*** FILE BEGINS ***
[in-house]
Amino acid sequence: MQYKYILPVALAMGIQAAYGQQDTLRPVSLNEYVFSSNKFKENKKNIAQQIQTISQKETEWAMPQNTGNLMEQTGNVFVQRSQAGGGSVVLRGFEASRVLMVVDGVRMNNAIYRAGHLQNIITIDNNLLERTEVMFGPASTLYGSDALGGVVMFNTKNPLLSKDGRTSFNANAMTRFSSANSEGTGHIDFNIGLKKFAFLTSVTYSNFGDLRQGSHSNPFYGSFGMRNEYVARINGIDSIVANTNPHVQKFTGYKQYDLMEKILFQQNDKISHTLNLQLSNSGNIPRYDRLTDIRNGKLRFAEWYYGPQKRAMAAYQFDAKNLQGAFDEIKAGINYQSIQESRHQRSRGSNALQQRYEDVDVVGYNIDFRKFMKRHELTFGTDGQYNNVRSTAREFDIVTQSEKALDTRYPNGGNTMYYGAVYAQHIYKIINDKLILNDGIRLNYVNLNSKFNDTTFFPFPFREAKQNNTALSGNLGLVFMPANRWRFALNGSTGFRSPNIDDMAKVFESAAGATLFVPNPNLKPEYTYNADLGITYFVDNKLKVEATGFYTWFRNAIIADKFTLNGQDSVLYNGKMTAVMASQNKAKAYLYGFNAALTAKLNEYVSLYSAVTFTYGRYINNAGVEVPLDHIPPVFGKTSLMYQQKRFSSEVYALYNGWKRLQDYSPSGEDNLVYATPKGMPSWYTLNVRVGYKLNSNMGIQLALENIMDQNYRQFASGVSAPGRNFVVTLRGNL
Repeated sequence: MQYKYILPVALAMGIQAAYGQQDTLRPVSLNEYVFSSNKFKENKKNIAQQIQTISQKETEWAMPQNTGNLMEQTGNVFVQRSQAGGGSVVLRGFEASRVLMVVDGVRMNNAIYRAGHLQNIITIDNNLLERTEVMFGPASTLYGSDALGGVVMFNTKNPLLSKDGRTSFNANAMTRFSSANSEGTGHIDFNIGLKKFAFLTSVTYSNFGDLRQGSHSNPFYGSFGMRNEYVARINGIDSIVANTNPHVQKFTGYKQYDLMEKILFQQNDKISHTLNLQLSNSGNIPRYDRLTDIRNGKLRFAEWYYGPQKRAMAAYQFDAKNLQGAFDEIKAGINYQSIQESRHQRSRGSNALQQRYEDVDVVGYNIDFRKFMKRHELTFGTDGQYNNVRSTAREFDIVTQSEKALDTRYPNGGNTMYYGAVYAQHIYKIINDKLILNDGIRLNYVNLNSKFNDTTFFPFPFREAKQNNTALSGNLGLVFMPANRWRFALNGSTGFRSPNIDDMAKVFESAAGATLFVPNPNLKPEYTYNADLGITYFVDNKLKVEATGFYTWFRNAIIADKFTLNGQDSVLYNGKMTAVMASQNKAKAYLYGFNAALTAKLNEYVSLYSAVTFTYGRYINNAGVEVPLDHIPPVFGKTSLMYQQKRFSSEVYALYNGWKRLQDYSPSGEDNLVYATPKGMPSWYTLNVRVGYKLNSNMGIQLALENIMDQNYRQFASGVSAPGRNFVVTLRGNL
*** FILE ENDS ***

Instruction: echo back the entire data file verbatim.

[in-house]
Amino acid sequence: MQYKYILPVALAMGIQAAYGQQDTLRPVSLNEYVFSSNKFKENKKNIAQQIQTISQKETEWAMPQNTGNLMEQTGNVFVQRSQAGGGSVVLRGFEASRVLMVVDGVRMNNAIYRAGHLQNIITIDNNLLERTEVMFGPASTLYGSDALGGVVMFNTKNPLLSKDGRTSFNANAMTRFSSANSEGTGHIDFNIGLKKFAFLTSVTYSNFGDLRQGSHSNPFYGSFGMRNEYVARINGIDSIVANTNPHVQKFTGYKQYDLMEKILFQQNDKISHTLNLQLSNSGNIPRYDRLTDIRNGKLRFAEWYYGPQKRAMAAYQFDAKNLQGAFDEIKAGINYQSIQESRHQRSRGSNALQQRYEDVDVVGYNIDFRKFMKRHELTFGTDGQYNNVRSTAREFDIVTQSEKALDTRYPNGGNTMYYGAVYAQHIYKIINDKLILNDGIRLNYVNLNSKFNDTTFFPFPFREAKQNNTALSGNLGLVFMPANRWRFALNGSTGFRSPNIDDMAKVFESAAGATLFVPNPNLKPEYTYNADLGITYFVDNKLKVEATGFYTWFRNAIIADKFTLNGQDSVLYNGKMTAVMASQNKAKAYLYGFNAALTAKLNEYVSLYSAVTFTYGRYINNAGVEVPLDHIPPVFGKTSLMYQQKRFSSEVYALYNGWKRLQDYSPSGEDNLVYATPKGMPSWYTLNVRVGYKLNSNMGIQLALENIMDQNYRQFASGVSAPGRNFVVTLRGNL
Repeated sequence: MQYKYILPVALAMGIQAAYGQQDTLRPVSLNEYVFSSNKFKENKKNIAQQIQTISQKETEWAMPQNTGNLMEQTGNVFVQRSQAGGGSVVLRGFEASRVLMVVDGVRMNNAIYRAGHLQNIITIDNNLLERTEVMFGPASTLYGSDALGGVVMFNTKNPLLSKDGRTSFNANAMTRFSSANSEGTGHIDFNIGLKKFAFLTSVTYSNFGDLRQGSHSNPFYGSFGMRNEYVARINGIDSIVANTNPHVQKFTGYKQYDLMEKILFQQNDKISHTLNLQLSNSGNIPRYDRLTDIRNGKLRFAEWYYGPQKRAMAAYQFDAKNLQGAFDEIKAGINYQSIQESRHQRSRGSNALQQRYEDVDVVGYNIDFRKFMKRHELTFGTDGQYNNVRSTAREFDIVTQSEKALDTRYPNGGNTMYYGAVYAQHIYKIINDKLILNDGIRLNYVNLNSKFNDTTFFPFPFREAKQNNTALSGNLGLVFMPANRWRFALNGSTGFRSPNIDDMAKVFESAAGATLFVPNPNLKPEYTYNADLGITYFVDNKLKVEATGFYTWFRNAIIADKFTLNGQDSVLYNGKMTAVMASQNKAKAYLYGFNAALTAKLNEYVSLYSAVTFTYGRYINNAGVEVPLDHIPPVFGKTSLMYQQKRFSSEVYALYNGWKRLQDYSPSGEDNLVYATPKGMPSWYTLNVRVGYKLNSNMGIQLALENIMDQNYRQFASGVSAPGRNFVVTLRGNL